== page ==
In 1885 US President Grover Cleveland appointed a joint army, navy and civilian board, headed by Secretary of War William C. Endicott, known as the Board of Fortifications. The findings of the board illustrated a grim picture of existing defenses in its 1886 report and recommended a massive $127 million construction program of breech loading cannons, mortars, floating batteries, and submarine mines for some 29 locations on the US coastline.
Prior efforts at harbor defense construction had ceased in 1876. Since that time the design and construction of heavy ordnance advanced rapidly, including the development of superior breechloading and longer-ranged cannon, making the US harbor defenses obsolete. In 1883, the Navy had begun a new construction program with an emphasis on offensive rather than defensive warships. These factors combined to create a need for improved coastal defense systems.
The Endicott Board’s recommendations would lead to a large-scale modernization program of harbor and coastal defenses in the United States. This program would lead to the construction of reinforced concrete fortifications and the installation of large caliber breech-loading artillery and mortar batteries. Endicott period projects were not fortresses, but rather a system of well-dispersed emplacements with only a few large guns in each location. The batteries were usually open-topped concrete walls protected by sloped earthworks. Some of the gun batteries featured disappearing guns, which sat protected behind the concrete walls but could be raised to fire. Underwater mines were a critical component of the defense operation, and smaller guns were employed to protect the mine fields from minesweeping vessels.
Originally established as a Spanish garrison in 1776, the San Francisco Presidio was in continuous use as a military post from 1776 to 1993. The Presidio was used by the U.S. Army for many activities; it was the staging point for Army personnel for all activities in the Pacific Theater until well past WWII. A National Cemetery at the Presidio contains the final resting place for more than 26,000 military personnel who served in American Wars from 1846 onwards. During the latter part of the 20th Century, it was the Headquarters of the U.S. 6th Army.
In 1991 Congress decided to close the post and most of the land was transferred to the National Park Service. There were 15 gun batteries constructed at the Presidio during the Endicott Era. Many of those gun batteries are still standing; they are mostly deserted and forgotten. This photo gallery includes photos of Battery Boutelle, Battery Godfrey, Battery Crosby and Battery Marcus Miller; four of the fifteen gun batteries which were active at the Presidio.
This is a view from the Presidio; it shows the Marin Headlands and the Golden Gate Bridge. Battery Boutelle and Battery Marcus Miller are also visible but just barely. Click the image to see the full-size photo.
|The total distance traveled during the ramble was approximately 2.4 miles. Mile markers are displayed on the GPS generated track. Click the image to see the full-size map.|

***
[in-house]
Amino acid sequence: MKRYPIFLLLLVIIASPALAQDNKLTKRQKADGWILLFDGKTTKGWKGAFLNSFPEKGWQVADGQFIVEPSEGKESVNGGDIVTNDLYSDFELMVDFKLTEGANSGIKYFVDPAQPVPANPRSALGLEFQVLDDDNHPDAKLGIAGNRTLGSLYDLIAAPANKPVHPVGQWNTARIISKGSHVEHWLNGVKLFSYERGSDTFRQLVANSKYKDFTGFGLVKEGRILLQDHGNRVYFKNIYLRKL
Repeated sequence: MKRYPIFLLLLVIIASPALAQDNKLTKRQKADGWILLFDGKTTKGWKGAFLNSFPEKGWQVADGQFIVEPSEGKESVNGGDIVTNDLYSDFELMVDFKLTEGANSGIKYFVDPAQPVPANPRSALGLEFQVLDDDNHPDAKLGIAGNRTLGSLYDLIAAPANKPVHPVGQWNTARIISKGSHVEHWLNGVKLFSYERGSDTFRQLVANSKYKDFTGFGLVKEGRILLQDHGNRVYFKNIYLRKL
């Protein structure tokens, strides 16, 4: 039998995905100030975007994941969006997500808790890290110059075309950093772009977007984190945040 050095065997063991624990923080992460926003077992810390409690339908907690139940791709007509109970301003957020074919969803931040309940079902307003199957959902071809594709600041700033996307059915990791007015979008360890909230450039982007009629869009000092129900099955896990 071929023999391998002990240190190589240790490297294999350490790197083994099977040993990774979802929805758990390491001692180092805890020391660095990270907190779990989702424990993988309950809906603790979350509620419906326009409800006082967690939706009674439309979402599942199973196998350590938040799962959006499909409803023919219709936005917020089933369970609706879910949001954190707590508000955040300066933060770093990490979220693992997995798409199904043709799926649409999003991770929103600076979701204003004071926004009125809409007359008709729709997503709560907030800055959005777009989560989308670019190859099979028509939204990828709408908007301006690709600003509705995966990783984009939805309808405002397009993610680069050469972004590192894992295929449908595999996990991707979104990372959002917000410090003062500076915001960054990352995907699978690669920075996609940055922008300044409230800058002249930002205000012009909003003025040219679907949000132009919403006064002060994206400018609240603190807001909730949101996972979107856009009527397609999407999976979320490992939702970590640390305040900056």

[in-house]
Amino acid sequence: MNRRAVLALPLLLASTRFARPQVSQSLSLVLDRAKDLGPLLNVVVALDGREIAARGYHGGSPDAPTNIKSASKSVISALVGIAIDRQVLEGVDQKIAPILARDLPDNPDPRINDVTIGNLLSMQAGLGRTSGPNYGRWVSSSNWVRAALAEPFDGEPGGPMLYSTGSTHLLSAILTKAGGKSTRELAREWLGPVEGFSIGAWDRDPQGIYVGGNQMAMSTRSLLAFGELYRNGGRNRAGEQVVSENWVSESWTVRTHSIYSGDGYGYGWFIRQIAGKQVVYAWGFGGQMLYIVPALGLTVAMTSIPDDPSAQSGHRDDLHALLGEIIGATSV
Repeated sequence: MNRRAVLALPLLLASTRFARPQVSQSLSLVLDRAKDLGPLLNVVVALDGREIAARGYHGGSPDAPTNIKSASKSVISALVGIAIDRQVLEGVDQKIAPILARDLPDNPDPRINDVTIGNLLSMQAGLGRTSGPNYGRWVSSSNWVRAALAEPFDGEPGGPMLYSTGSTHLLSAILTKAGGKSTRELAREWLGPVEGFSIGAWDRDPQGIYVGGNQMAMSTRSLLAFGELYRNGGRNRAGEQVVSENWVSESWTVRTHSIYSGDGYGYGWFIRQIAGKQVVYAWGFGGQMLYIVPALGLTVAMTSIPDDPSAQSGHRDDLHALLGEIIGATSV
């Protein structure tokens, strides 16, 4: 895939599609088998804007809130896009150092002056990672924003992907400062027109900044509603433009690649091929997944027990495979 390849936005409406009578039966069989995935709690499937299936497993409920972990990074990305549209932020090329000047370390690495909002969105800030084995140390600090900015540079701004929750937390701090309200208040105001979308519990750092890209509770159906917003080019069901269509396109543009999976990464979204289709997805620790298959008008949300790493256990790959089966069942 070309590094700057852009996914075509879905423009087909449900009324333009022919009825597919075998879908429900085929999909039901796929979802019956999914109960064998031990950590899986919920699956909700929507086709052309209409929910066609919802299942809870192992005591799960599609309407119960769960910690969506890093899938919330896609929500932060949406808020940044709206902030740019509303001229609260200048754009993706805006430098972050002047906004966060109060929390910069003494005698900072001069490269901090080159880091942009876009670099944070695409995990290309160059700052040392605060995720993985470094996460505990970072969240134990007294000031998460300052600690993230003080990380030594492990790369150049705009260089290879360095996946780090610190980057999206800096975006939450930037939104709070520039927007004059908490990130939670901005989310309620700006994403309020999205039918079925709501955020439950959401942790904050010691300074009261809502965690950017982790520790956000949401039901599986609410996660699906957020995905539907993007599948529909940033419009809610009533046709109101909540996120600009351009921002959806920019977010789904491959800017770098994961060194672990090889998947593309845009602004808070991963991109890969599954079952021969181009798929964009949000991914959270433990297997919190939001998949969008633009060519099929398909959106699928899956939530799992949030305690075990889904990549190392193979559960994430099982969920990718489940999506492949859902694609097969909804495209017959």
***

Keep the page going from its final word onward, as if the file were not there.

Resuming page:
This view shows both Battery Boutelle and Battery Marcus Miller. Battery Boutelle is closest to the camera, and Battery Marcus Miller is near the southern terminus of the Golden Gate Bridge. The view is looking North. Click the image to see the full-size photo.
|Battery Marcus Miller: Construction of Battery Marcus Miller began in 1891. The battery was commissioned for operation in 1898 after three disappearing 10-inch guns were mounted. The guns had a range of seven miles. The Battery was deactivated in 1918. Click the image to see the full-size photograph.|
|A view of the No. 3 gun emplacement at Battery Marcus Miller. These soldiers were assigned to operate this 10-inch disappearing gun. Photograph circa 1910. Click the image to see the full-size photograph.|
Battery Marcus Miller Then: A test firing of the 10-inch disappearing gun at gun emplacement No. 3. Photograph circa 1910. Click the image to see the full-size photo.
|Battery Godfrey Then: In 1892 construction began at the Presidio to build Battery Godfrey. The construction crews built reinforced concrete emplacements to mount three 12-inch guns. The work was completed in 1896, and Battery Godfrey was the first Endicott Era battery to be operational in defense of San Francisco Bay. Three Model 1888 breech-loading guns, manufactured at Watervliet Arsenal were installed and were operational from 1896 to 1943 when Battery Godfrey was decommissioned. This photo was taken at Battery Godfrey circa 1910; it shows soldiers at the No. 2 gun emplacement. Click the image to see the full-size photo.|
|This photo was taken at Battery Godfrey circa 1910. It shows soldiers loading a 700 pound round into the breech of a 12-inch gun. Click the image to see the full-size photograph.|
|Battery Godfrey Now: Presidio Building No.1648 is visible in the rear. Click the image to see the full-size photo.|
|Battery Crosby. This gun emplacement became operational in 1900; it was de-commissioned in 1943. Click the image to see the full-size photograph.|
|Battery Crosby Then. The picture was taken in 1938. Click the image to see the full-size photograph.|
|Marshall Beach is visible.|
A Panasonic GX7 camera body mounted with a wide-angle Olympus 9mm lens was used to take these photographs.
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